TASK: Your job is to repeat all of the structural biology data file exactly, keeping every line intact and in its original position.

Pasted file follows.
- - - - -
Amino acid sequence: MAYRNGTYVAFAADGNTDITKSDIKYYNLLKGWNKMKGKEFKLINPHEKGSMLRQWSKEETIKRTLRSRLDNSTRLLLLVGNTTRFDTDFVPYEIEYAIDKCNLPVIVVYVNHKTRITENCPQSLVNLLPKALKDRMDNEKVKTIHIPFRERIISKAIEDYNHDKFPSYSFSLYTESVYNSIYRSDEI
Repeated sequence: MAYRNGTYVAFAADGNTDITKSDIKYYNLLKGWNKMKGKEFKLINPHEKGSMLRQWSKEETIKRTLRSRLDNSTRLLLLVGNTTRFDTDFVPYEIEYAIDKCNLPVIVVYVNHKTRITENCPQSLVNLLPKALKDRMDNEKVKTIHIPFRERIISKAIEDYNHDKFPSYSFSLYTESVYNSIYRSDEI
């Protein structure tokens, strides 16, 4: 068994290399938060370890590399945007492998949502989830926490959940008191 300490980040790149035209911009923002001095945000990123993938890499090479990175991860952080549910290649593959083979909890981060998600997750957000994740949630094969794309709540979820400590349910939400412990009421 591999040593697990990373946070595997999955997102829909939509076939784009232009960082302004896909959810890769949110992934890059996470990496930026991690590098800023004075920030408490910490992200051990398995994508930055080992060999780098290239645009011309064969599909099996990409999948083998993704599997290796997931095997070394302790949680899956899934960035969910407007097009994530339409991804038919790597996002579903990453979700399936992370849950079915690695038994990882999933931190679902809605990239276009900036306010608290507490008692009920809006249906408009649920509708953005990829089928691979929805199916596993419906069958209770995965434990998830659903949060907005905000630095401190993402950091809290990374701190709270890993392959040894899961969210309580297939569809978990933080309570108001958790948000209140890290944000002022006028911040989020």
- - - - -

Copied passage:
Amino acid sequence: MAYRNGTYVAFAADGNTDITKSDIKYYNLLKGWNKMKGKEFKLINPHEKGSMLRQWSKEETIKRTLRSRLDNSTRLLLLVGNTTRFDTDFVPYEIEYAIDKCNLPVIVVYVNHKTRITENCPQSLVNLLPKALKDRMDNEKVKTIHIPFRERIISKAIEDYNHDKFPSYSFSLYTESVYNSIYRSDEI
Repeated sequence: MAYRNGTYVAFAADGNTDITKSDIKYYNLLKGWNKMKGKEFKLINPHEKGSMLRQWSKEETIKRTLRSRLDNSTRLLLLVGNTTRFDTDFVPYEIEYAIDKCNLPVIVVYVNHKTRITENCPQSLVNLLPKALKDRMDNEKVKTIHIPFRERIISKAIEDYNHDKFPSYSFSLYTESVYNSIYRSDEI
């Protein structure tokens, strides 16, 4: 068994290399938060370890590399945007492998949502989830926490959940008191 300490980040790149035209911009923002001095945000990123993938890499090479990175991860952080549910290649593959083979909890981060998600997750957000994740949630094969794309709540979820400590349910939400412990009421 591999040593697990990373946070595997999955997102829909939509076939784009232009960082302004896909959810890769949110992934890059996470990496930026991690590098800023004075920030408490910490992200051990398995994508930055080992060999780098290239645009011309064969599909099996990409999948083998993704599997290796997931095997070394302790949680899956899934960035969910407007097009994530339409991804038919790597996002579903990453979700399936992370849950079915690695038994990882999933931190679902809605990239276009900036306010608290507490008692009920809006249906408009649920509708953005990829089928691979929805199916596993419906069958209770995965434990998830659903949060907005905000630095401190993402950091809290990374701190709270890993392959040894899961969210309580297939569809978990933080309570108001958790948000209140890290944000002022006028911040989020």